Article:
EAGLES SYMBOLIZE: POWER, INTELLIGENCE, VISION
The Eagle | Indigenous Symbolism
Eagle has varying meanings across the Pacific Northwest. Each tribe, clan, and family can have a distinct and unique association with Eagle. Generally, the Eagle symbolizes power, intelligence, and vision throughout most Pacific Northwest Indigenous cultures.
All Indigenous symbols and crests have significant cultural and historical associations. Many of these symbols can represent the stories, traits, and values that hold a special significance to Indigenous Peoples. In retail jewellery, these symbols still hold significance but aren’t held to the same cultural standard. Regardless, we believe learning more about the beauty and depth of these legends brings more pleasure to the wearer.
Eagle is a particularly popular legend in Indigenous art. Eagle is often the key to communicating and representing many parts of spirituality. In particular, Eagle feathers and down are used to symbolize good luck, peace, friendship, and a welcoming presence.
Depictions of The Eagle In Indigenous Art
The Pacific Northwest has an abundant Eagle population. Not only is this a popular symbol in Indignoeous art and jewellery, but the Eagle is also one of the most dominant birds in this region. Oftentimes, you’ll find Eagle on totem poles, ceremonial staffs, and other items used for shamanic rituals.
The most distinct part of the Eagle design is its beak. In Canadian First Nations art, Eagle’s beak has a prominent curve that typically curls downward towards its body. Eagle is also often depicted with ovoid eyes and split U feathers. Other details an artist may add are Eagle’s sharp talons, and its wings and tail feathers. Eagle may also be depicted with Salmon, one of its favourite foods. Indigenous art often includes details like this within the scene to complete the whole story.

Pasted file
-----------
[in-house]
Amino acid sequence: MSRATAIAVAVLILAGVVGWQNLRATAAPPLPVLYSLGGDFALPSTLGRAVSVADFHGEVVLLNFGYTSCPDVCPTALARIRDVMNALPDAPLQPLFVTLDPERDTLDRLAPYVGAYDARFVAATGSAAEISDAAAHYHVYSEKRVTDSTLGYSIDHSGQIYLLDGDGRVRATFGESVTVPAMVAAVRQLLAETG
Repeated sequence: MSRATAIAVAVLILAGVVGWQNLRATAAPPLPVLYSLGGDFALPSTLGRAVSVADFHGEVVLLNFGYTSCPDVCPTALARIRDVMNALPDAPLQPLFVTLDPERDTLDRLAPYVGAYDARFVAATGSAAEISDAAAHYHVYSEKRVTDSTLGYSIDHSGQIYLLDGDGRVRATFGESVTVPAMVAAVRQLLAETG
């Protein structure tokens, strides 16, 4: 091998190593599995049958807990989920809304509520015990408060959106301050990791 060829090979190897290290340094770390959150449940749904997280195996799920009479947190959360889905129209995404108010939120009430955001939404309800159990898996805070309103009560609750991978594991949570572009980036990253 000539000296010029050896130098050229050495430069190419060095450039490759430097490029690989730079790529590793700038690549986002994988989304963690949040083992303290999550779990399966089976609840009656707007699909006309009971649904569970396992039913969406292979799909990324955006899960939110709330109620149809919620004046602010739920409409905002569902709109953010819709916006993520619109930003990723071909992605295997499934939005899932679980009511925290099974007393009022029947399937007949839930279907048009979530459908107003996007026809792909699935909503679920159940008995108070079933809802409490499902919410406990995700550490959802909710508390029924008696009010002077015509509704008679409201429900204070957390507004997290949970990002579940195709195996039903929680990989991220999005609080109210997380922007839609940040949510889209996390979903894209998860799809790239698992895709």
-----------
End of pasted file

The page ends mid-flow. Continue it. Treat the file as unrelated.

Eagle Vs. Raven and Thunderbird
Eagle acts as the messenger of the people whereas Raven is the messenger of the Creator. These two birds act as alter egos to each other and are often close companions. In Indigenous art and jewellery, you can distinguish Eagle from Raven by looking at the prominence of the beak.
A Thunderbird is a giant supernatural bird. To Nuu-chach-nulth, Thunderbird is a bird/man hybrid. In Indigenous art and jewellery, Thunderbird is usually depicted with more distinctive features than Eagle, and often includes prominent ears or “horns” unlike Eagle.
Thunderbird pendant. Notice how this design includes both the curved beak and a tall "mohawk"?
The Eagle Symbolism
The First Nation’s Eagle is known as “the master of skies” and holds great significance within art. As a whole, Eagle signifies power, intelligence, and vision. The wings of an Eagle signify balance and cooperation between the masculine and feminine. Both sides of gender must work together in harmony to achieve greatness.
Eagle often sends messages back to the Creator. If a prayer needed to be answered immediately, an eagle feather would be held up to the sky. And if an Eagle was spotted during prayer, it would signal that the Creator would accept it.
In nature, Eagle is renowned for its excellent hunting skills and superior vision. Eagle’s vision refers to both its eyesight and figurative vision. As an animal with very high intellect, many cultures throughout the world view Eagle as the symbol of dreams and freedom.
The Eagle In Northwest Coast Cultures
Eagles are distinguished and prominent crests among Haida, Tsimshian, Tlingit, and Heiltsuk tribes. In nature, Eagle is also a powerful hunter. Among many tribes, Eagle clan families are incredibly prominent and often considered very powerful. Eagle chiefs are considered to be some of the most powerful leaders.
Eagles are also incredibly sacred creatures. Feathers depicted in Indigenous art are often Eagle feathers. They are used in various ceremonies and often have healing powers. Eagle feathers are heavily used in ceremonies and practices. The feathers would emit power and would allow the holder to speak with honesty from the heart.